keywords = "Arbuscular mycorrhizal fungi, Canopy gap, Common mycorrhizal network, Rain forest, Seedlings",
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AU - Connell, Joseph H.

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N2 - The roots of rain forest plants are frequently colonized by arbuscular mycorrhizal fungi (AMF) that can promote plant growth in the nutrient poor soils characteristic of these forests. However, recent studies suggest that both the occurrence of AMF on rain forest plants and the dependence of rain forest plants on AMF can be highly variable. We examined the occurrence and levels of AMF colonization of some common seedling species in a tropical and a subtropical rain forest site in Queensland, Australia. We also used a long-term database to compare the growth and mortality rates of seedling species that rarely formed AMF with those that regularly formed AMF. In both forests, more than one-third of the seedling species rarely formed AMF associations, while 40% of species consistently formed AMF in the tropical site compared to 27% in the subtropical site. Consistent patterns of AMF occurrence were observed among plant families at the two sites. Variation among seedling species in AMF occurrence or colonization was not associated with differences in seed mass among species, variation in seedling size and putative age within a species, or lack of AMF inoculum in the soil. Comparisons of four seedling species growing both in the shaded understory and in small canopy gaps revealed an increase in AMF colonization in two of the four species in gaps, suggesting that light limitation partially explains the low occurrence of AMF. Seedling survival was significantly positively associated with seed biomass but not with AMF colonization. Furthermore, seedling species that regularly formed AMF and those that did not had similar rates of growth and survival, suggesting that mycorrhizal and nonmycorrhizal strategies were equivalent in these forests. Furthermore, the high numbers of seedlings that lacked AMF and the overall low rate of seedling growth (the average seedling required 6 years to double its height) suggest that most seedlings did not receive significant indirect benefits from AMF through connection to canopy trees via a common mycorrhizal network.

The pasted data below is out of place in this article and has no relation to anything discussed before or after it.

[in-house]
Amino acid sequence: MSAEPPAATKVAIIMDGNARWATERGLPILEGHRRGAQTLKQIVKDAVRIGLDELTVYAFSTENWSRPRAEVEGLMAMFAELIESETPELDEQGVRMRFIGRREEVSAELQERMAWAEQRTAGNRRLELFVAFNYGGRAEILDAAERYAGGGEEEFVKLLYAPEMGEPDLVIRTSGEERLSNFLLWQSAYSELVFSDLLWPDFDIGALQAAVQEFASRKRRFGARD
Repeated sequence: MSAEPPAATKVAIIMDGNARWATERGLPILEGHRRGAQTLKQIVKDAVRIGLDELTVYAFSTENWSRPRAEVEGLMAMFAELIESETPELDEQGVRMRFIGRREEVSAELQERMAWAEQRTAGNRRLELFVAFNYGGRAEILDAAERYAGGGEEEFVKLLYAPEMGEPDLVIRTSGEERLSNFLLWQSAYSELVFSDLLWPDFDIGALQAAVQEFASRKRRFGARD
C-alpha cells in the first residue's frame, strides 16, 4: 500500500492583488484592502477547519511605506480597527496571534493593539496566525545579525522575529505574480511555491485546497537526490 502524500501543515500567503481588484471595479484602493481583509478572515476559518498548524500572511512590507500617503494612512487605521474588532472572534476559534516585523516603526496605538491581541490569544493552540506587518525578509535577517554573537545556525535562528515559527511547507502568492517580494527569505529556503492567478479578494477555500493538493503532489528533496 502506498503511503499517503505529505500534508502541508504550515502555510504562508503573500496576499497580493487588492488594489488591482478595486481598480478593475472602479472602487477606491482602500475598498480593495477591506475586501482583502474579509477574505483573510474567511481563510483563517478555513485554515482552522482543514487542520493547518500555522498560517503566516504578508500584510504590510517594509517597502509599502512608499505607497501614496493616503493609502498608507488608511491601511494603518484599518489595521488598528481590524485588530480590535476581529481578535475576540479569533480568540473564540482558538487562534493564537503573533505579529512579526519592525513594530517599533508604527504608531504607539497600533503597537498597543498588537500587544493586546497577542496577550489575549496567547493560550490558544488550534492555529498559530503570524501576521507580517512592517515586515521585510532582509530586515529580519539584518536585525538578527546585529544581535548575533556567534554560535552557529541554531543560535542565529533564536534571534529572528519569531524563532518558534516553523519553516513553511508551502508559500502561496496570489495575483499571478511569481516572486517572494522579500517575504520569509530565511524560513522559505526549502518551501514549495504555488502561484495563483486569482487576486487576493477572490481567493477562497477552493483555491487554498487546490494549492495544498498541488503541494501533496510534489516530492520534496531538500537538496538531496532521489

AB - The roots of rain forest plants are frequently colonized by arbuscular mycorrhizal fungi (AMF) that can promote plant growth in the nutrient poor soils characteristic of these forests. However, recent studies suggest that both the occurrence of AMF on rain forest plants and the dependence of rain forest plants on AMF can be highly variable. We examined the occurrence and levels of AMF colonization of some common seedling species in a tropical and a subtropical rain forest site in Queensland, Australia. We also used a long-term database to compare the growth and mortality rates of seedling species that rarely formed AMF with those that regularly formed AMF. In both forests, more than one-third of the seedling species rarely formed AMF associations, while 40% of species consistently formed AMF in the tropical site compared to 27% in the subtropical site. Consistent patterns of AMF occurrence were observed among plant families at the two sites. Variation among seedling species in AMF occurrence or colonization was not associated with differences in seed mass among species, variation in seedling size and putative age within a species, or lack of AMF inoculum in the soil. Comparisons of four seedling species growing both in the shaded understory and in small canopy gaps revealed an increase in AMF colonization in two of the four species in gaps, suggesting that light limitation partially explains the low occurrence of AMF. Seedling survival was significantly positively associated with seed biomass but not with AMF colonization. Furthermore, seedling species that regularly formed AMF and those that did not had similar rates of growth and survival, suggesting that mycorrhizal and nonmycorrhizal strategies were equivalent in these forests. Furthermore, the high numbers of seedlings that lacked AMF and the overall low rate of seedling growth (the average seedling required 6 years to double its height) suggest that most seedlings did not receive significant indirect benefits from AMF through connection to canopy trees via a common mycorrhizal network.

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KW - Common mycorrhizal network